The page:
Zhe Peng

Beijing Normal University, Peping, Beijing, China

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Publications (3)8.4 Total impact

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    ABSTRACT: Birdsong learning bears many similarities to human speech acquisition. Although the anterior forebrain pathway (AFP) is believed to be involved in birdsong learning, the underlying neural mechanisms are unclear. We produced two types of abnormal song learning: young birds untutored from adult "song tutors", or birds deafened by bilateral cochlear removal before the onset of sensory learning. We then studied how ultrastructure and electrophysiological activity changed in an AFP nucleus, Area X, among these birds at adulthood. Our results showed that, although the size of Area X did not change significantly, the numbers of synapses per unit area and compound synapses and the percent of concave synapses increased significantly in the untutored or deafened birds. The percent of perforated synapses or axo-spinous synapses decreased compared to the normally reared birds, suggesting a decreased efficiency of synaptic transmission in the untutored or deafened birds. We then identified several types of spontaneously firing cells in Area X. Cells with fast and slow firing rates did not show significant electrophysiological differences among the groups, but cells with moderate firing rates, most likely DLM-projecting neurons, fired at significantly lower rates in the untutored and deafened birds. In addition, cells firing irregularly were only found in the deafened birds. Thus, the decreased or irregular electrophysiological activity in the untutored or deafened birds, together with the corresponding ultrastructural findings, could be implicated in the abnormal song production in these two types of birds.
    No preview · Article · Jun 2013 · Brain research
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    ABSTRACT: Songbirds are increasingly used as an experimentally tractable system to study the neurobiological underpinnings of vocal learning. To gain additional insights into how birdsongs are learned, we compared the size of HVC, the high vocal center for song production, and its ultrastructural or electrophysiological properties between the normally reared Bengalese finches, and the untutored or deafened ones before the onset of sensory learning (around post-hatching day 20). Our results showed that HVC had more synapses and concave synaptic curvature, but fewer perforated synapse, in the untutored or deafened birds in comparison with those in the normally reared birds. Although there was no significant difference of the ratio of straight or compound synapses, there was an increasing tendency for the untutored and deafened birds to possess more straight and compound synapses. These data revealed that synapses in the isolated or deafened birds had lower synapse activity in relation to those with normal hearing. This was confirmed by our electrophysiological results to show significant decreases in the firing rates of spike or burst in the isolated or deafened birds in the three types of HVC neurons i.e., putative X-projecting neurons, RA-projecting neurons and interneurons. In addition, low firing frequency (<10Hz) occurred much more in the above three types of HVC neurons in the tutored or deafened birds than in the normally reared birds. These data suggest that all the three putative types of neurons in HVC might be involved in the activity of the production of adult normal songs.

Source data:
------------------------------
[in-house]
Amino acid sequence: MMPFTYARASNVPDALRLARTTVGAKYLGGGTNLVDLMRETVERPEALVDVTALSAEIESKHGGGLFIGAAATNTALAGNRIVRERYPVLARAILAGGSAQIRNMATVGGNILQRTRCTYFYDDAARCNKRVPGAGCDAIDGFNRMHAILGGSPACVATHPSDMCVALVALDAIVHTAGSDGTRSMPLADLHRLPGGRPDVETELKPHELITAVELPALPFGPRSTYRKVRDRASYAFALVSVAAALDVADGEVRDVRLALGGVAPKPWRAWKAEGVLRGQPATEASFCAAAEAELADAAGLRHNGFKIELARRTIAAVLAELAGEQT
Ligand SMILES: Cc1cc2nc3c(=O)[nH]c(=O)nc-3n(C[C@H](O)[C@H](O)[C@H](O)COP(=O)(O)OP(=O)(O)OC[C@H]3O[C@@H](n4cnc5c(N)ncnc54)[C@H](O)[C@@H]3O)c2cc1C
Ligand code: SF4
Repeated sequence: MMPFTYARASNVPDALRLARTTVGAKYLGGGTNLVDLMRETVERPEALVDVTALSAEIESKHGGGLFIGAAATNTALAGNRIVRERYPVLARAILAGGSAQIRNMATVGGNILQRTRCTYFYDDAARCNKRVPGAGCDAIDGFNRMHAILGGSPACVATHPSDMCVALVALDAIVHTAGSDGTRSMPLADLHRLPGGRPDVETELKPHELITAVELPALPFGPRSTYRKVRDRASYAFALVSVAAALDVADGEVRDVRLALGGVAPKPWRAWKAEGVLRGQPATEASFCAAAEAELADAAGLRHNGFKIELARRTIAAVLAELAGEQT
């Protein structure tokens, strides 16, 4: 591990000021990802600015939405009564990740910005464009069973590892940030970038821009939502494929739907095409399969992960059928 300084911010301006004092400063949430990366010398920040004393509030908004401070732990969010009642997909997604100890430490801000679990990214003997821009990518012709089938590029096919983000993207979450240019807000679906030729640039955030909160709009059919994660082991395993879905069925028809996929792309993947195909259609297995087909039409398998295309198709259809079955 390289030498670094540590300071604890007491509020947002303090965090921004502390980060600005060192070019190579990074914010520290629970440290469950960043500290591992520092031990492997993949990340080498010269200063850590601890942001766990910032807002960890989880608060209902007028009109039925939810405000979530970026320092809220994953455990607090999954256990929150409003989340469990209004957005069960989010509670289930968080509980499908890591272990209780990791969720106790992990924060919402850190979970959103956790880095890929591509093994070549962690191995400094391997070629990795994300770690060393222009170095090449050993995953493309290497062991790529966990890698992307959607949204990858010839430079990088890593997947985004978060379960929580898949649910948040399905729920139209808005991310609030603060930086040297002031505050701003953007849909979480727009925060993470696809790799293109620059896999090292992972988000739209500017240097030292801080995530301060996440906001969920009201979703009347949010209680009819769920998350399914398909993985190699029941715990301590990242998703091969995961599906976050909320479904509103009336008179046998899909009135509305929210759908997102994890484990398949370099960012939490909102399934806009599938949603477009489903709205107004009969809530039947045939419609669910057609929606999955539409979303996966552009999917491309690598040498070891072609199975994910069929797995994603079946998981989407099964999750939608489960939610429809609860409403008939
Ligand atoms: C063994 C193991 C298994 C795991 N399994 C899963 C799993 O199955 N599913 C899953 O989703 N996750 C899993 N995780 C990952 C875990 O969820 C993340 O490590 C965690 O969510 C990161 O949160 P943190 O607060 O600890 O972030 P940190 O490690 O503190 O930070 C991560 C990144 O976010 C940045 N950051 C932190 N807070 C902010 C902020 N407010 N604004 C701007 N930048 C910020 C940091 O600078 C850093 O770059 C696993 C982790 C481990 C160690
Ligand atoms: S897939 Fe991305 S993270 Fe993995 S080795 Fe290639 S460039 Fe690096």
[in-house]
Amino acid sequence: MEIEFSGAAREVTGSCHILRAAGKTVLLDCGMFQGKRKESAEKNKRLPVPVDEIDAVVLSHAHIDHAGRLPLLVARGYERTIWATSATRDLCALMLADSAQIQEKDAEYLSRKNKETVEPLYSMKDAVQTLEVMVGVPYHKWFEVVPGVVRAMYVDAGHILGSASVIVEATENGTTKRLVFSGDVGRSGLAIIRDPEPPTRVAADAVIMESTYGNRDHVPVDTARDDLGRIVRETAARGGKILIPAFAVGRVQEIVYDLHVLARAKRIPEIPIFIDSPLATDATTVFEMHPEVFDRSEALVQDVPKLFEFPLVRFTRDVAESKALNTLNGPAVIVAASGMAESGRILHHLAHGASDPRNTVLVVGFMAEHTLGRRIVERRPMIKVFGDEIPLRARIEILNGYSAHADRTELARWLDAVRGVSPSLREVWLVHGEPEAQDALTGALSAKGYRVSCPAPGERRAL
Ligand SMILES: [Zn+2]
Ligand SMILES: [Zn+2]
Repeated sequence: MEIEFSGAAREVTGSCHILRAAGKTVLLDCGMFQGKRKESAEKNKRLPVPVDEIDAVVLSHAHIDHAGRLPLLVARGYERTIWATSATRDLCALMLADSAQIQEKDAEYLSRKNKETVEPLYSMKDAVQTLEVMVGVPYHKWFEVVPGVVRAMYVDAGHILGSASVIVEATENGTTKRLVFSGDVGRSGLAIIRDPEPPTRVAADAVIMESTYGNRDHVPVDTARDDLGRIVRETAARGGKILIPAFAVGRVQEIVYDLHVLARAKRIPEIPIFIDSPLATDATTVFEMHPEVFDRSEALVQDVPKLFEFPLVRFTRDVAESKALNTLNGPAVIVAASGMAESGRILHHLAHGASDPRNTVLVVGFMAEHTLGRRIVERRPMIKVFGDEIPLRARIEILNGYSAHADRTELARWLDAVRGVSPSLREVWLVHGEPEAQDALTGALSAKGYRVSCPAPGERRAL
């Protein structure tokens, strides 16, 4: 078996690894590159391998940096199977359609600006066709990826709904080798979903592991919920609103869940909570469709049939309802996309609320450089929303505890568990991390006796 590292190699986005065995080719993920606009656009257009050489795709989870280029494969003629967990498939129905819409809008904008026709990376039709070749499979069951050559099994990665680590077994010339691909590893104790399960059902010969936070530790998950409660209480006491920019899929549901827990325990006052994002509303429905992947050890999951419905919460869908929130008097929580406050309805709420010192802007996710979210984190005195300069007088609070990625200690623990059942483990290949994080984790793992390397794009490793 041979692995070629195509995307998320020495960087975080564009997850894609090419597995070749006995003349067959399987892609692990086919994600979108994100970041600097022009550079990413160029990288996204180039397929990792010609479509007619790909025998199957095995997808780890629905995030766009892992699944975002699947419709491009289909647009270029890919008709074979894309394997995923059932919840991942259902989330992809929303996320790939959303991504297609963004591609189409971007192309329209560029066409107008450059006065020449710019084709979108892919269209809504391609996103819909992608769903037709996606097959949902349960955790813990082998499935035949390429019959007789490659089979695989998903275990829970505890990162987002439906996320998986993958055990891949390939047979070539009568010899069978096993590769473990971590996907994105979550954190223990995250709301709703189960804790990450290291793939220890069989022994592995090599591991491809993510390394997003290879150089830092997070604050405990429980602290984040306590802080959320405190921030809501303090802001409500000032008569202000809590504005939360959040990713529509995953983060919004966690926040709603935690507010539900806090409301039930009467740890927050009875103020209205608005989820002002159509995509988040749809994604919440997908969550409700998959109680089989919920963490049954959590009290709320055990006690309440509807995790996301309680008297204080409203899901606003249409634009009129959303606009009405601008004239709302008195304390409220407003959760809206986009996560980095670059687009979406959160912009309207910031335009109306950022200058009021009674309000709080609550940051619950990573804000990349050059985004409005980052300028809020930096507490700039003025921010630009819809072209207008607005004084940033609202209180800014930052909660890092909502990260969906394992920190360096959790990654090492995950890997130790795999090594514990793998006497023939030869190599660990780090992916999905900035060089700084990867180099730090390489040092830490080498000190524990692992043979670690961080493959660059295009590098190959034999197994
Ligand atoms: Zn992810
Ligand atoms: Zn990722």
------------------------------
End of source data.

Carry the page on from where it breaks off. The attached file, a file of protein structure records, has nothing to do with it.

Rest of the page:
No preview · Article · Sep 2012 · Brain research bulletin
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    ABSTRACT: To gain additional insight into how a birdsong is learned, we compared the songs of Bengalese finch males that were deafened early in development or raised without tutors to control finches that learned songs from adult models. Fewer note types and a more variable number of notes per bout were observed in untutored male songs, and no audible songs were detected in deafened males. We then investigated the ultrastructural, immunohistological, and electrophysiological correlates of the outcomes of song learning within the robust nucleus of the archopallium (RA), a forebrain nucleus for song production. In comparison to control birds, untutored and deafened birds had more synapses per unit volume, fewer vesicles per synapse, longer postsynaptic densities, and a lower proportion of perforated synapses, which suggest lower activity or decreased efficiency of synaptic transmission within the RA of the treated birds. For anesthetized birds, neurons within the RA of untutored and deafened males had lower spontaneous firing rates, fewer and shorter bursts, and higher coefficient of variation of the instantaneous firing rate than the normally reared males. Compared with controls, the untutored and deafened males had higher staining intensities within the RA of GABA and the GABA(A) receptor, less staining of tyrosine hydroxylase and no difference in the staining of NMDA receptors. Thus, both the ultrastructural and immunohistochemical results could explain for the stronger electrophysiological activities in normally reared birds. Because RA is involved in generating the motor commands, these data might account for the deficits in birds with abnormal song learning.
    Full-text · Article · Apr 2012 · Brain research